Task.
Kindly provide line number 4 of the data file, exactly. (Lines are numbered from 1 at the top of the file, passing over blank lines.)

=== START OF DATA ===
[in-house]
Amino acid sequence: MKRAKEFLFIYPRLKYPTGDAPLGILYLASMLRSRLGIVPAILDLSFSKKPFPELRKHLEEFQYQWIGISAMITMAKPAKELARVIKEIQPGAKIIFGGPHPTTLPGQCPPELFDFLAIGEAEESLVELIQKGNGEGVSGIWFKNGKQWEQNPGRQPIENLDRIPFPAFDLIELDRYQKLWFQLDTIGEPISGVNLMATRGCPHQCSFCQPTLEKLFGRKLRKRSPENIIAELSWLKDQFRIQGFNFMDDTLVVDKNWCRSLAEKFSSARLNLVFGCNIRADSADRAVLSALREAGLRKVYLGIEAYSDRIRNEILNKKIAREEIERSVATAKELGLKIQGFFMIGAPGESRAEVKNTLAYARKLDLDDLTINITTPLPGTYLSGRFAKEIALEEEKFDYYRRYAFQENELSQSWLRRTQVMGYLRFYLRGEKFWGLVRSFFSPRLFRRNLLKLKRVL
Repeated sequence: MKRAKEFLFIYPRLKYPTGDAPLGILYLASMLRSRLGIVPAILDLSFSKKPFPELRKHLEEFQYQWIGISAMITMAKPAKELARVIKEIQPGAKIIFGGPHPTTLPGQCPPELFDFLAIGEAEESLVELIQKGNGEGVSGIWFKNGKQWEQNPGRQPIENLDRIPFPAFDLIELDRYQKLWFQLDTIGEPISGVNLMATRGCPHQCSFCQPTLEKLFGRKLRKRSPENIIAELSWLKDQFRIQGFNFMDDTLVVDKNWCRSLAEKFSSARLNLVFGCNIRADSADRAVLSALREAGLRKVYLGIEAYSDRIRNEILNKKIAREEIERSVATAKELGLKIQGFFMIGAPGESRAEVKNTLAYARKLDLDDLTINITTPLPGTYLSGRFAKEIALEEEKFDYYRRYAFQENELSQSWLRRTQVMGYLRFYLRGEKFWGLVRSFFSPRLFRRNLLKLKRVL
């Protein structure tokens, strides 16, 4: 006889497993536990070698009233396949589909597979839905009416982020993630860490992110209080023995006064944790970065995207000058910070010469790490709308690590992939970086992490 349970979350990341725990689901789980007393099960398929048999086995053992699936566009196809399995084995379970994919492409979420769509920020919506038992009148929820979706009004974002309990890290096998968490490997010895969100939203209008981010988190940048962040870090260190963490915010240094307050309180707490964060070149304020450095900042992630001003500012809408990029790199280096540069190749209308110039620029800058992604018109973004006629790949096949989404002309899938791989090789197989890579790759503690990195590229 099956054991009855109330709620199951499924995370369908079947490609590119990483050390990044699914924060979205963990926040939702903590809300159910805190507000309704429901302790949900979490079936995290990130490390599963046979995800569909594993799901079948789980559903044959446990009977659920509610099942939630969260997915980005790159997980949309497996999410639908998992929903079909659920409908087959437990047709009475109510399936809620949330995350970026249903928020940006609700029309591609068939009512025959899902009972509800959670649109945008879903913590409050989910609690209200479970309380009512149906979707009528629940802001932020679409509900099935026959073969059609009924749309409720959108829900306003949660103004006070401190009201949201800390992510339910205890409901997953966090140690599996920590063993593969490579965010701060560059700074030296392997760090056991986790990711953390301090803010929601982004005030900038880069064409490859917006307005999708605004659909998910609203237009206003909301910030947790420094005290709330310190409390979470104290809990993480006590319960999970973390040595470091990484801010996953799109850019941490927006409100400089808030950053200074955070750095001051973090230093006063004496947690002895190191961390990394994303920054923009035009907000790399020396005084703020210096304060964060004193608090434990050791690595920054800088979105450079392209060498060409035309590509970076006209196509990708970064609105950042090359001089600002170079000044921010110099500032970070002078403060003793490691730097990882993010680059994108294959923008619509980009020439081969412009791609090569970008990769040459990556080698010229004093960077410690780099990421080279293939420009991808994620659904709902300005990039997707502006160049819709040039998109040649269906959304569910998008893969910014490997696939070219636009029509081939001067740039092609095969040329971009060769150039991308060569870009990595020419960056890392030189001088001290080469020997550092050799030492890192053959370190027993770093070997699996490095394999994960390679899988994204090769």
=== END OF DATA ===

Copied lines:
């Protein structure tokens, strides 16, 4: 006889497993536990070698009233396949589909597979839905009416982020993630860490992110209080023995006064944790970065995207000058910070010469790490709308690590992939970086992490 349970979350990341725990689901789980007393099960398929048999086995053992699936566009196809399995084995379970994919492409979420769509920020919506038992009148929820979706009004974002309990890290096998968490490997010895969100939203209008981010988190940048962040870090260190963490915010240094307050309180707490964060070149304020450095900042992630001003500012809408990029790199280096540069190749209308110039620029800058992604018109973004006629790949096949989404002309899938791989090789197989890579790759503690990195590229 099956054991009855109330709620199951499924995370369908079947490609590119990483050390990044699914924060979205963990926040939702903590809300159910805190507000309704429901302790949900979490079936995290990130490390599963046979995800569909594993799901079948789980559903044959446990009977659920509610099942939630969260997915980005790159997980949309497996999410639908998992929903079909659920409908087959437990047709009475109510399936809620949330995350970026249903928020940006609700029309591609068939009512025959899902009972509800959670649109945008879903913590409050989910609690209200479970309380009512149906979707009528629940802001932020679409509900099935026959073969059609009924749309409720959108829900306003949660103004006070401190009201949201800390992510339910205890409901997953966090140690599996920590063993593969490579965010701060560059700074030296392997760090056991986790990711953390301090803010929601982004005030900038880069064409490859917006307005999708605004659909998910609203237009206003909301910030947790420094005290709330310190409390979470104290809990993480006590319960999970973390040595470091990484801010996953799109850019941490927006409100400089808030950053200074955070750095001051973090230093006063004496947690002895190191961390990394994303920054923009035009907000790399020396005084703020210096304060964060004193608090434990050791690595920054800088979105450079392209060498060409035309590509970076006209196509990708970064609105950042090359001089600002170079000044921010110099500032970070002078403060003793490691730097990882993010680059994108294959923008619509980009020439081969412009791609090569970008990769040459990556080698010229004093960077410690780099990421080279293939420009991808994620659904709902300005990039997707502006160049819709040039998109040649269906959304569910998008893969910014490997696939070219636009029509081939001067740039092609095969040329971009060769150039991308060569870009990595020419960056890392030189001088001290080469020997550092050799030492890192053959370190027993770093070997699996490095394999994960390679899988994204090769």